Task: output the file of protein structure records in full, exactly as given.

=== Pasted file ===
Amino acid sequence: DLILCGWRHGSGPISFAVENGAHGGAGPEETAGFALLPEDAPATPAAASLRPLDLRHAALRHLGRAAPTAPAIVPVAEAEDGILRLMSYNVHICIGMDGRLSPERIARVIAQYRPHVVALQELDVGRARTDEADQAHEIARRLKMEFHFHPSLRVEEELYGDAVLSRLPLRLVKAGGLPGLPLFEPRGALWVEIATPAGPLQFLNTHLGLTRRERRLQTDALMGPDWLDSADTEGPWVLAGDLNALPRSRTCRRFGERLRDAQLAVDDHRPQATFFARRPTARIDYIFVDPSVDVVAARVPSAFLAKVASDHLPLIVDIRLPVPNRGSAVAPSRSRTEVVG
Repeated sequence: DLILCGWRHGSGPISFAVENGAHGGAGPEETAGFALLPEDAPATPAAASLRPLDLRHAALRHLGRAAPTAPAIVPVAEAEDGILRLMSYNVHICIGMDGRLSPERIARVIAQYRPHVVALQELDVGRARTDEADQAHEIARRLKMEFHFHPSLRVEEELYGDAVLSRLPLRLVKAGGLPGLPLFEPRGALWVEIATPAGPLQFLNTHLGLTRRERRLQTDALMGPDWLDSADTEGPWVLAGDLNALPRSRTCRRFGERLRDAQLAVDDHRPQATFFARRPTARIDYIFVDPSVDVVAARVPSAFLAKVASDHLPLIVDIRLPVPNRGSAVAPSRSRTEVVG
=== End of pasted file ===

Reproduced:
Amino acid sequence: DLILCGWRHGSGPISFAVENGAHGGAGPEETAGFALLPEDAPATPAAASLRPLDLRHAALRHLGRAAPTAPAIVPVAEAEDGILRLMSYNVHICIGMDGRLSPERIARVIAQYRPHVVALQELDVGRARTDEADQAHEIARRLKMEFHFHPSLRVEEELYGDAVLSRLPLRLVKAGGLPGLPLFEPRGALWVEIATPAGPLQFLNTHLGLTRRERRLQTDALMGPDWLDSADTEGPWVLAGDLNALPRSRTCRRFGERLRDAQLAVDDHRPQATFFARRPTARIDYIFVDPSVDVVAARVPSAFLAKVASDHLPLIVDIRLPVPNRGSAVAPSRSRTEVVG
Repeated sequence: DLILCGWRHGSGPISFAVENGAHGGAGPEETAGFALLPEDAPATPAAASLRPLDLRHAALRHLGRAAPTAPAIVPVAEAEDGILRLMSYNVHICIGMDGRLSPERIARVIAQYRPHVVALQELDVGRARTDEADQAHEIARRLKMEFHFHPSLRVEEELYGDAVLSRLPLRLVKAGGLPGLPLFEPRGALWVEIATPAGPLQFLNTHLGLTRRERRLQTDALMGPDWLDSADTEGPWVLAGDLNALPRSRTCRRFGERLRDAQLAVDDHRPQATFFARRPTARIDYIFVDPSVDVVAARVPSAFLAKVASDHLPLIVDIRLPVPNRGSAVAPSRSRTEVVG